| Quote #1
Billy was now left more at a loss than before. The ineffectual speculations into which he was led were so disturbingly alien to him that he did his best to smother them. It never entered his mind that here was a matter which, from its extreme questionableness, it was his duty as a loyal bluejacket to report in the proper quarter. (15.5)
These lines come up in Billy's defense after he fails to mention his encounter with the afterguardsman. First, how does duty tend to react when it encounters something that is unclear? Does it leave or it does it attempt to bring it to light so as to make it conform to duty? Second, is there any excuse for ignorance and naiveté when it comes to doing one's duty?
| Quote #2
The father in him, manifested towards Billy thus far in the scene, was replaced by the military disciplinarian. (19.8)
Here is a description of Vere's action toward Billy after he hits Claggart. Do Vere's fatherly feelings have to go against his sense of duty in this scene? Is there any way for him to reconcile his sympathy for Billy with his duty as a Captain? As the action progresses, do you think he succeeds in this goal or not?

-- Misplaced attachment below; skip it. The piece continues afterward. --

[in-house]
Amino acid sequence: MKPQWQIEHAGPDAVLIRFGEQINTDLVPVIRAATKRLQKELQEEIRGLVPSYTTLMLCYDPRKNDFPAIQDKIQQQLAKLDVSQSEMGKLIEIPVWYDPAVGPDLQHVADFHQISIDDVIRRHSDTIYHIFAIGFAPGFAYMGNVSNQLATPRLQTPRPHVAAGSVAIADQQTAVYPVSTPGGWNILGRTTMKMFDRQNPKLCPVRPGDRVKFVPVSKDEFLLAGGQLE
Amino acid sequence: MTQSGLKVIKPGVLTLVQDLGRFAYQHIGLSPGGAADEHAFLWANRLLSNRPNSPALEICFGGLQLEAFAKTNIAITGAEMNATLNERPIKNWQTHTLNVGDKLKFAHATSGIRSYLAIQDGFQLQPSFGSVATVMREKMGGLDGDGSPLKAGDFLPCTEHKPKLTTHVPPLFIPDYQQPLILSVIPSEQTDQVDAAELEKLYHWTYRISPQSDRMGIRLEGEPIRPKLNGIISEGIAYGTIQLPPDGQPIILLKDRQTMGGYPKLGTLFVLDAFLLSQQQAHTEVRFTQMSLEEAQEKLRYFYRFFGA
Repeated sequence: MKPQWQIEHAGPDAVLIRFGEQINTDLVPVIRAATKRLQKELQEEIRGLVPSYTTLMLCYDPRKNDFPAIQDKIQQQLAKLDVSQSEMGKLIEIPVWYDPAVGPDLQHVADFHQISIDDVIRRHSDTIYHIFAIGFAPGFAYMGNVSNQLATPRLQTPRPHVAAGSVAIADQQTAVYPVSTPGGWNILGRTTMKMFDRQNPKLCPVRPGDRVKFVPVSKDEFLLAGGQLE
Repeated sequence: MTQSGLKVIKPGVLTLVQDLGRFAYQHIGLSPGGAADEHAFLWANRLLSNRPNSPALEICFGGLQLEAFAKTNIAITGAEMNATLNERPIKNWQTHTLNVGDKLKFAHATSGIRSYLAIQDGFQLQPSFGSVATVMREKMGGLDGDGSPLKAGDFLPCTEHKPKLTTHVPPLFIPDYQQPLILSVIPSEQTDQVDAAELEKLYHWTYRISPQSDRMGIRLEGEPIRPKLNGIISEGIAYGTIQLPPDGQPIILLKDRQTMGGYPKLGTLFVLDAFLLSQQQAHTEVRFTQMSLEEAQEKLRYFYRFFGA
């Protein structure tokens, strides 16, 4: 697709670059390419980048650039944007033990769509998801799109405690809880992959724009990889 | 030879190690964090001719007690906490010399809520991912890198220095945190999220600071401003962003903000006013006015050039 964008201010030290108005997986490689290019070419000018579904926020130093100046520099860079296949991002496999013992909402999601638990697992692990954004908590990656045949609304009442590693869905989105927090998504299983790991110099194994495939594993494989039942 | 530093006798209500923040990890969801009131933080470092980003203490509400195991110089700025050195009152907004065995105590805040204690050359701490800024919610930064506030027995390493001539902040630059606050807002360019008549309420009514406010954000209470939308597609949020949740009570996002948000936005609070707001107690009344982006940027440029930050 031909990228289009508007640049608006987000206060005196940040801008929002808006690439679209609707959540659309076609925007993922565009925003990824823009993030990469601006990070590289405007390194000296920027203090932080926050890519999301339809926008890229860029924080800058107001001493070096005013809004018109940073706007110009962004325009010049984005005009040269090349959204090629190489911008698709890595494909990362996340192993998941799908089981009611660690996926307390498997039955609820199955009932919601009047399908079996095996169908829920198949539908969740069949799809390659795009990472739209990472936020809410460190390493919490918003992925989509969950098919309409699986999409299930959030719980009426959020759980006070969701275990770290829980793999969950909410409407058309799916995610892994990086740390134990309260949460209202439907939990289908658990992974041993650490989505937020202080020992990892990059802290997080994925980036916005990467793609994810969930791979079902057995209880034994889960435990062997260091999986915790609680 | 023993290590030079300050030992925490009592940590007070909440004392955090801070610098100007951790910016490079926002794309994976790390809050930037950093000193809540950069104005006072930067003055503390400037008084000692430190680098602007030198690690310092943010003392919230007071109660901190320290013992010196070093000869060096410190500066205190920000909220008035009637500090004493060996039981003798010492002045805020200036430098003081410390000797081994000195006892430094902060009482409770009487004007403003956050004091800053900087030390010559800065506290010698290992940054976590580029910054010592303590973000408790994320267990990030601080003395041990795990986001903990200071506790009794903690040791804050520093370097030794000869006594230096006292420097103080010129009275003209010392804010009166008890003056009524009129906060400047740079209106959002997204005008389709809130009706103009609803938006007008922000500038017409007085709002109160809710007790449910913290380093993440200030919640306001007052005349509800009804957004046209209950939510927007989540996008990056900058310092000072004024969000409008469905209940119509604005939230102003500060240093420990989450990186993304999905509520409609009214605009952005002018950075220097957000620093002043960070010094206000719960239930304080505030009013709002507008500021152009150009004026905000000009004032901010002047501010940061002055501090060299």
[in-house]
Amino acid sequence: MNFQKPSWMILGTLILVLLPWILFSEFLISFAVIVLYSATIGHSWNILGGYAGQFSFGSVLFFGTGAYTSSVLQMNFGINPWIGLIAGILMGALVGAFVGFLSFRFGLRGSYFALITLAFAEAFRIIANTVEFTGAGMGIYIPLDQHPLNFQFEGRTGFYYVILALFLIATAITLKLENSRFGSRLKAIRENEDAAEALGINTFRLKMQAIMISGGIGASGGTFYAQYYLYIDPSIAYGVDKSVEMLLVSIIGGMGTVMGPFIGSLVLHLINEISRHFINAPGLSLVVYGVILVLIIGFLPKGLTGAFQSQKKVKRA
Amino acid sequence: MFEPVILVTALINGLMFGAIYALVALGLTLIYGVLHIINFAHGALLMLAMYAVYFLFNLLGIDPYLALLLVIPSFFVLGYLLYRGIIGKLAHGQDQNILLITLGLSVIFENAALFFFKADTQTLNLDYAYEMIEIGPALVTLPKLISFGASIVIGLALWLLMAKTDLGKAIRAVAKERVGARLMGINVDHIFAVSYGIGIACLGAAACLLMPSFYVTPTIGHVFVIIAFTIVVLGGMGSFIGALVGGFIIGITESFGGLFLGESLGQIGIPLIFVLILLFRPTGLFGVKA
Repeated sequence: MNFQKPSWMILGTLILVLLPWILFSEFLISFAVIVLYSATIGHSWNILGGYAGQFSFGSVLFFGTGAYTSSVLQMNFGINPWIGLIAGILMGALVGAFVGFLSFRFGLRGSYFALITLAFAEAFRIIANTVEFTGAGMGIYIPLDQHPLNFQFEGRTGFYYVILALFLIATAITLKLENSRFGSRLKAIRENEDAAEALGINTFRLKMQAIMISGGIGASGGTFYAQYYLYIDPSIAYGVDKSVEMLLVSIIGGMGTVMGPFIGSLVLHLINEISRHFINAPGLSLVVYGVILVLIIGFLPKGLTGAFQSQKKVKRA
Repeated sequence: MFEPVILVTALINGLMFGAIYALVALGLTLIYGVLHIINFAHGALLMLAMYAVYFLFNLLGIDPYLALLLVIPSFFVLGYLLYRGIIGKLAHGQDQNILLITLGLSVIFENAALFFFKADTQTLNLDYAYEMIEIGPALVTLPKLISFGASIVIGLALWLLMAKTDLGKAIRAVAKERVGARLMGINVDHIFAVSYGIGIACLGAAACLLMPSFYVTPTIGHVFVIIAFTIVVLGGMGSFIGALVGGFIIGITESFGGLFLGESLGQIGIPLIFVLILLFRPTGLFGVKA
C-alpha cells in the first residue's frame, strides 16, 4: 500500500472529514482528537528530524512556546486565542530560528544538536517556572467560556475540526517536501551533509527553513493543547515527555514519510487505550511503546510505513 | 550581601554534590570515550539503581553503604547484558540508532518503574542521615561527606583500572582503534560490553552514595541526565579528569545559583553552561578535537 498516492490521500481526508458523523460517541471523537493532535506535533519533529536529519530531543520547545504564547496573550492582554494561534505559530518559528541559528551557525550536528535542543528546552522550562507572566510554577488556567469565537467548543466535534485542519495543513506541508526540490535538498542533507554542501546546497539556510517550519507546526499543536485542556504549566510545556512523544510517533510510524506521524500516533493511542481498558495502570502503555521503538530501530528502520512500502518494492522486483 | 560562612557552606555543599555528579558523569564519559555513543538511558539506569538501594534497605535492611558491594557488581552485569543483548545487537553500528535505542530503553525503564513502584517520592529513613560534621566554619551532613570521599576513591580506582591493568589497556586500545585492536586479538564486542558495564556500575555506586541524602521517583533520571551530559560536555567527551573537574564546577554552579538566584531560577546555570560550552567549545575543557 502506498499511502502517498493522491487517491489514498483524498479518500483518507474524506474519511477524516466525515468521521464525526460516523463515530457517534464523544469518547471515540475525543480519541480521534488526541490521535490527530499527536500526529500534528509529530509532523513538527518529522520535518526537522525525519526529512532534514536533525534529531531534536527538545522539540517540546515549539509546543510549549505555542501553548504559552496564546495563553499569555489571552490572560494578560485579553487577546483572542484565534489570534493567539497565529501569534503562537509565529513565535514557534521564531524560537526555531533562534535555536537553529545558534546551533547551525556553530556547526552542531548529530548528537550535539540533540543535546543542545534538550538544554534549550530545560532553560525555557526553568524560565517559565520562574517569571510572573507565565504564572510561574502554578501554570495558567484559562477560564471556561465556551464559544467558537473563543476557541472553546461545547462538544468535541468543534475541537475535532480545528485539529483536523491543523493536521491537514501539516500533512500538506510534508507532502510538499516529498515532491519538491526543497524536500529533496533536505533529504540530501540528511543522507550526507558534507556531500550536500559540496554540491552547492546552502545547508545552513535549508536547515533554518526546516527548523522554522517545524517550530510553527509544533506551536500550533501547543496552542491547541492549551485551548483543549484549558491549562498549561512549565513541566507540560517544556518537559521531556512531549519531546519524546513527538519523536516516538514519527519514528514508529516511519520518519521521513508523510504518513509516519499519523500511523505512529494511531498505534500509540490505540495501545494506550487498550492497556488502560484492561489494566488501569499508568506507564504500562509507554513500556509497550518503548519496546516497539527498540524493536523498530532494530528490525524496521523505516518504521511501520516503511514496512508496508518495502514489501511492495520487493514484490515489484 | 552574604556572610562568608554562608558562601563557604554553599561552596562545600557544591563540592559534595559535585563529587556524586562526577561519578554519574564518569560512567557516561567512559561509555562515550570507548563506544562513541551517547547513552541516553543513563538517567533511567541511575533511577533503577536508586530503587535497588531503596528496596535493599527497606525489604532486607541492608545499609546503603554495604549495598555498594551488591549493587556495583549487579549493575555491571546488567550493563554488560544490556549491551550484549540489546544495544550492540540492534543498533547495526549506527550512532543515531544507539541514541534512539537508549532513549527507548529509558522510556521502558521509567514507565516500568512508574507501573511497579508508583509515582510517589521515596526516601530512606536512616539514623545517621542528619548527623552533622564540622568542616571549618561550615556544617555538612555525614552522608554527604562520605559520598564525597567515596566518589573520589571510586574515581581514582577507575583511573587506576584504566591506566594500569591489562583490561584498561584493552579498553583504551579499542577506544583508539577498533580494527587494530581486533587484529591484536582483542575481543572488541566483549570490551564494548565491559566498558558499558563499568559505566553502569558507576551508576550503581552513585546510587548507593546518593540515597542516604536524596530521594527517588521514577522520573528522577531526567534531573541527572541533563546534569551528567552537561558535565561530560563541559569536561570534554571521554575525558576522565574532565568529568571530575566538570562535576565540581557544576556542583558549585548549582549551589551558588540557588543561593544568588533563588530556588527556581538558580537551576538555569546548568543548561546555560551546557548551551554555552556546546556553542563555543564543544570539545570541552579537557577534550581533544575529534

| Quote #3
To argue his order to him would be insolence. To resist him would be mutiny. (20.2)
Duty, by its very nature, is hierarchical. You have to be dutiful to something, and likely that something is in a more powerful position than you are. Isn't there something wrong with the concept of duty, though, when a man can't express his own thoughts and common sense for fear of what a higher-up will tell him? Does the surgeon have a duty to express his feelings that the captain is mad? If so, can you think of a way that he could carry out this duty?